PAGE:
Australia has a lot in common with the United States: a diverse, former British settler colony with a tradition of (white) individualism, corporate capitalism, and mass media owned by Rupert Murdoch, who was born in Melbourne. Its prime minister, Scott Morrison, is also a buffoonish climate denier, whose party’s fossil fuel cronyism is similarly papered over with clumsy appeals to white nationalism. Like Trump, he ran on a promise to bar the door to refugees. In office, he has threatened an authoritarian crackdown on protests and boycotts against companies that injure the environment.
Lurking behind them are deadlier forces. The white Australian who slaughtered 51 people at a mosque in Christchurch, New Zealand, declared himself an “ethno-nationalist eco-fascist,” bent on killing immigrants who he said “colonize other peoples lands.” The gunman who murdered 22 people, mostly Latinos, at an El Paso Walmart in August, framed his massacre in terms of environmental necessity: “The average American isn’t willing to change their lifestyle, even if the changes only cause a slight inconvenience … So the next logical step is to decrease the number of people in America using resources.”
“Ecofascism” is a misnomer. This is old-school fascism. Benito Mussolini and Adolf Hitler both feared the exhaustion of resources, and authorized violence in the name of garnering more productive “living space” (spazio vitale in Italian; Lebensraum in German). In Mein Kampf, Hitler claimed that “we have to face the fact that the general standard of living is rising more quickly than even the birth rate,” and that the “right of self-preservation” meant Germans could take the resources they needed by force.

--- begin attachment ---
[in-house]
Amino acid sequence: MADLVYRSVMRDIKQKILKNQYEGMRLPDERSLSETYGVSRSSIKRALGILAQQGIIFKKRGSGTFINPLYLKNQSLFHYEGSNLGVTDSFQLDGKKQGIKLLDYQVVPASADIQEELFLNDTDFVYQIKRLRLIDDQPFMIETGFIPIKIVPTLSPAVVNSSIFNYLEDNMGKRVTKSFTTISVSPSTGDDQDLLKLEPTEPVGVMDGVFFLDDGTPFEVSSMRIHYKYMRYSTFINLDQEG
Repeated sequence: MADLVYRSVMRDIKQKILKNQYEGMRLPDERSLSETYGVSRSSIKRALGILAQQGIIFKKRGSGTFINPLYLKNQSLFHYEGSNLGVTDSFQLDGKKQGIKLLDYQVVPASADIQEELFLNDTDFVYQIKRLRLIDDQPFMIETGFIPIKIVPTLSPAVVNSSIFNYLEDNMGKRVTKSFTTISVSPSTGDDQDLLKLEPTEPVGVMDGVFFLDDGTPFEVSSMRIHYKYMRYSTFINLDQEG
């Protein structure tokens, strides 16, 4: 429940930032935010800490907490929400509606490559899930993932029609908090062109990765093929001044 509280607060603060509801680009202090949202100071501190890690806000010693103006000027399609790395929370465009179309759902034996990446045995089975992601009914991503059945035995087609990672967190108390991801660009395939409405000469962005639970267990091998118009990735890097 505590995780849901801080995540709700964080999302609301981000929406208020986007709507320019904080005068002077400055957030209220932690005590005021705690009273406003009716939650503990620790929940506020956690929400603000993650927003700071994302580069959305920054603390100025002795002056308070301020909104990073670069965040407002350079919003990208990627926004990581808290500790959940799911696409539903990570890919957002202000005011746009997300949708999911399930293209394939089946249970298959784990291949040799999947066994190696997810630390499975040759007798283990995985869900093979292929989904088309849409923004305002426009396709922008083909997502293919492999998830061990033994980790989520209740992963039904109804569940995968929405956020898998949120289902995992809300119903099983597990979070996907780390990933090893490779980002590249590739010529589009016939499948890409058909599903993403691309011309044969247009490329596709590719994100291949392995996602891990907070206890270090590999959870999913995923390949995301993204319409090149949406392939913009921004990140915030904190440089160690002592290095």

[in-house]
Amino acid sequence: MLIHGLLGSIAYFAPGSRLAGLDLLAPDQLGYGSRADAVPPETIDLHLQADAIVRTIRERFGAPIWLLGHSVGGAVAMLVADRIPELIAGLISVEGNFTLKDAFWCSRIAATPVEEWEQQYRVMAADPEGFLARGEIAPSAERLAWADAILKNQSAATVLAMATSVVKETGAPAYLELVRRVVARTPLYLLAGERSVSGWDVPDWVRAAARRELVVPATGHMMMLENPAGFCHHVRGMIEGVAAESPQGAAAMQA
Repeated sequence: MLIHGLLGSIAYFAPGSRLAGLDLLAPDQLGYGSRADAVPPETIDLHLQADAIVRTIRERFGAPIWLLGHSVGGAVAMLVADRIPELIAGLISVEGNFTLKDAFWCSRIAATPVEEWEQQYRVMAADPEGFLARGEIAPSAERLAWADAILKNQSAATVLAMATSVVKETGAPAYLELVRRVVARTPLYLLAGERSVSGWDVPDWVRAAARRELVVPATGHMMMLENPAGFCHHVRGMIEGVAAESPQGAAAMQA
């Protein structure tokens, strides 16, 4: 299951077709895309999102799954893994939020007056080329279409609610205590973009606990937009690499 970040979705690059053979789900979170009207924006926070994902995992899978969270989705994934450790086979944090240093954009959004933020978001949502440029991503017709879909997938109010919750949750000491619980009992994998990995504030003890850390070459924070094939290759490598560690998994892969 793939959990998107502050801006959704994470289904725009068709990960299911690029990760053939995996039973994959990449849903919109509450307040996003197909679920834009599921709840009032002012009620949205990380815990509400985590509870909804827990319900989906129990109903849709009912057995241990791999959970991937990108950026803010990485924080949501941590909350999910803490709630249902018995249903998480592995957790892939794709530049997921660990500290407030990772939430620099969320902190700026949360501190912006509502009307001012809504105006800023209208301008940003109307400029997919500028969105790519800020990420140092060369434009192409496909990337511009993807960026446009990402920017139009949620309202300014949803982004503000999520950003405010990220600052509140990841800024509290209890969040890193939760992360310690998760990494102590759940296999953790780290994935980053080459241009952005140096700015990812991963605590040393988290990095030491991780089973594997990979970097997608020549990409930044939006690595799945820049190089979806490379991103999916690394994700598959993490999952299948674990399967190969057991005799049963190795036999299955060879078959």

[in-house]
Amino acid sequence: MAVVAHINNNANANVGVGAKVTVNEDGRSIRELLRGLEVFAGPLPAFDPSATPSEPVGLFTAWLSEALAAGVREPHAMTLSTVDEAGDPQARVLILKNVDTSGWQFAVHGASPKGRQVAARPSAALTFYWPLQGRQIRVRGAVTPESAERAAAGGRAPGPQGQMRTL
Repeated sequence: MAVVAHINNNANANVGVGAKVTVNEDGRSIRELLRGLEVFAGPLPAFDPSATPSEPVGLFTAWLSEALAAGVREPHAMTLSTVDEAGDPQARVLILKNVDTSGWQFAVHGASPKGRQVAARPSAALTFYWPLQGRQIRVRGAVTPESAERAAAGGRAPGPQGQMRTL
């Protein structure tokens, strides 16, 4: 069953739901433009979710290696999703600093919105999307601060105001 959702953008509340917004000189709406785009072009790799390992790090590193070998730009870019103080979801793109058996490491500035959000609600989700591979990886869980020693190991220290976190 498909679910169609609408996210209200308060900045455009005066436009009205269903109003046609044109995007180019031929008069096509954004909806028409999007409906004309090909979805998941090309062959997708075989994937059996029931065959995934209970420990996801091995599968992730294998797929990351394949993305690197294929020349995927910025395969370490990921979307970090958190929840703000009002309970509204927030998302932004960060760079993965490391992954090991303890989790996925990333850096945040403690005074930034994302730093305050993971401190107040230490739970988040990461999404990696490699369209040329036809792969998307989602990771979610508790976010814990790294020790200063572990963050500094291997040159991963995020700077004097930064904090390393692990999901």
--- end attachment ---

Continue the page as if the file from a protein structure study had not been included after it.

Taking the resources one needs from the unwashed horde remains a staple of right-wing messaging. As the ultimate elite panicker, Tucker Carlson opined in November: “Isn't crowding your country the fastest way to despoil it, to pollute it, to make it a place you wouldn't want to live?”
Sink or Swim Together
Far from facing reality, those who believe that the only way to survive is to engage in a Hobbesian struggle are engaging in a new, deadlier kind of denial. The reasons for this are obvious, in both disaster experience and climate logic.